Minnesota gubernatorial candidate Scott Jensen speaks as supporters cheer behind him at a rally at an Apple Valley Cowboy Jack’s Wednesday, May 4, 2022. Photo by Nicole Neri/Minnesota Reformer.
Scott Jensen, a Chaska doctor who is the Republican nominee for governor, is scheduled to speak at a “global health freedom summit” in Alexandria on Oct. 1, joined by some of the most prominent anti-vaccine activists in the world.
Although Jensen has denied being anti-vaccine, as of earlier this year he wasn’t vaccinated and he once referred to COVID-19 as a “mild four-day respiratory illness.” In April, he compared pandemic public health policies to Hitler’s rise and made the analogy again in a series of August statements.
Now he’s set to appear with a panel of prominent voices in the anti-vaxx movement, with tickets starting at $50.
Jensen again risks reminding Minnesota voters about his unconventional COVID-19 views and veering away from issues like crime and inflation, upon which he’d hope to compete with DFL Gov. Tim Walz.
Among the speakers at the event is Sherri Tenpenny, a Cleveland-area osteopath who testified at an Ohio state House committee hearing that the vaccine could magnetize people and interface with 5G cell phone towers.
As evidence, she pointed to pictures of people with forks and spoons sticking to their bodies.
“They can put a key on their forehead, it sticks,” she said. “They can put spoons and forks all over them, and they can stick, because now we think there’s a metal piece to that.”
The Center for Countering Digital Hate’s “Disinformation Dozen” named Tenpenny among the 12 most prolific purveyors of anti-vaxx content on Facebook and Twitter.
She has profited from her anti-vaccination work, hosting a “boot camp” where a person can pay her $623 to learn how to convince others to refuse vaccination. She’s hosted a livestreamed training event on “20 mechanisms of injury from the shots,” with platinum package tickets sold for $199. She sells books on “saying no to vaccines” for as much as $878, according to the Ohio Capital Journal.
The Alexandria event also includes Eden Prairie doctor Robert Zajac, who was disciplined by the Minnesota Board of Medical Practice for telling parents childhood vaccines aren’t safe. Zajac came to an agreement with the medical board last summer in which he kept his medical license and was fined $10,000. He agreed to take courses on medical ethics, communicable diseases, professional boundaries and patient communication, according to the Star Tribune.
(Jensen has said he’s been investigated five times by the medical board for his COVID-19 views and promised to change the composition of the board if elected.)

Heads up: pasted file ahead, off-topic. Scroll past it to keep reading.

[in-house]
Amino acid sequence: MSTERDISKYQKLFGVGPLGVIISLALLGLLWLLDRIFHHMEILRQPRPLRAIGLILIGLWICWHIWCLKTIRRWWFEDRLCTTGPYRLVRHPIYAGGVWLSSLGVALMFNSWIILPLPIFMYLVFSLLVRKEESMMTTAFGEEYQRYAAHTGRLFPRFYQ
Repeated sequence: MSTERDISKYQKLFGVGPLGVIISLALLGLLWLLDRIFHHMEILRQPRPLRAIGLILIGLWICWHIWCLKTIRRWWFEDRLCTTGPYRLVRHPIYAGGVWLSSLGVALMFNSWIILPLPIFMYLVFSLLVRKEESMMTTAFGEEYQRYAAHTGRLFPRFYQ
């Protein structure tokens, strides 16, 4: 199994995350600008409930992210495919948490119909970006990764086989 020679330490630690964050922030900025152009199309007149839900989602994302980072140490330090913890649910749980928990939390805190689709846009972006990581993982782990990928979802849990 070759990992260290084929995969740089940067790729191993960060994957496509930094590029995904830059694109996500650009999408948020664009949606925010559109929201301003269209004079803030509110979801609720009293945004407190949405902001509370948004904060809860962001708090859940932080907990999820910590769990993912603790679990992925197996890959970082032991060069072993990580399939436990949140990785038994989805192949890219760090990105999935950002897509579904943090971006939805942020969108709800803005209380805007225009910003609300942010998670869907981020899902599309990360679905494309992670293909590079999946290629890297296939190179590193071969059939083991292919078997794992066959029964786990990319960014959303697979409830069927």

Zajac doesn’t appear to have been deterred by the medical board sanctioning: His practice’s website says he has “additional expertise in vaccine safety.”
Speaking just before Jensen at a November maskoffmn.org event, he said the leading cause of coronavirus deaths is the medical system.
“Things that might help you are being censored; things that might hurt you are being pushed, and you are one by one losing your rights to make medical decisions,” he said.
He bemoaned the pharmaceutical industry’s influence and predicted the government will start taking away children from parents who don’t vaccinate them.
Zajac also told the crowd his clinic loses $1.1 million annually by not requiring vaccinations.
Another speaker is Del Bigtree, a TV producer-turned-anti-vaxx-CEO who, like Jensen, has likened the treatment of anti-vaxxers to persecuted Jews.
Bigtree went so far as to pin a Star of David on his jacket at an anti-vaxxer event, prompting the Auschwitz Memorial and Museum to tweet: “Instrumentalizing the fate of Jews who were persecuted by hateful antisemitic ideology and murdered in extermination camps like Auschwitz with poisonous gas in order to argue against vaccination that saves human lives is a symptom of intellectual and moral degeneration.”
Jensen has frequently appeared on Bigtree’s weekly anti-vaccine podcast called The Highwire, where Bigtree has accused Dr. Anthony Fauci of leading a money-making global cabal to force the COVID vaccine on everyone in the world.
Before a COVID-19 vaccine was released, Bigtree, who has no medical training, told people to infect themselves with the virus.
- Peter McCullough, a former Baylor University Medical Center cardiologist who has spread false claims about the pandemic and the efficacy of vaccines, and promoted the antimalarial drug hydroxychloroquine to treat COVID-19.
- Joel Bohémier, a Florida chiropractor who cofounded a group called Stand for Health Freedom. He was also named one of the 12 most prolific purveyors of anti-vaccination content by The Center for Countering Digital Hate.
- KrisAnne Hall, a Florida antigovernment lawyer and activist who claims U.S. citizens do not need to comply with the government and has rubbed shoulders with the hate group Oath Keepers, according to the Southern Poverty Law Center. She also compared the U.S. Capitol police to Nazi S.S. troops while promoting the “constitutional sheriff” movement, according to the Iowa Capital Dispatch.
- Lawrence Palevsky, a New York pediatrician and anti-vaxxer who falsely claimed the vaccines contain aluminum nanoparticles that can cause neurodevelopmental problems, asthma, autism and Alzheimer’s disease. PolitiFact debunked. He also peddled false information about the COVID vaccines’ effect on women’s menstrual cycles.
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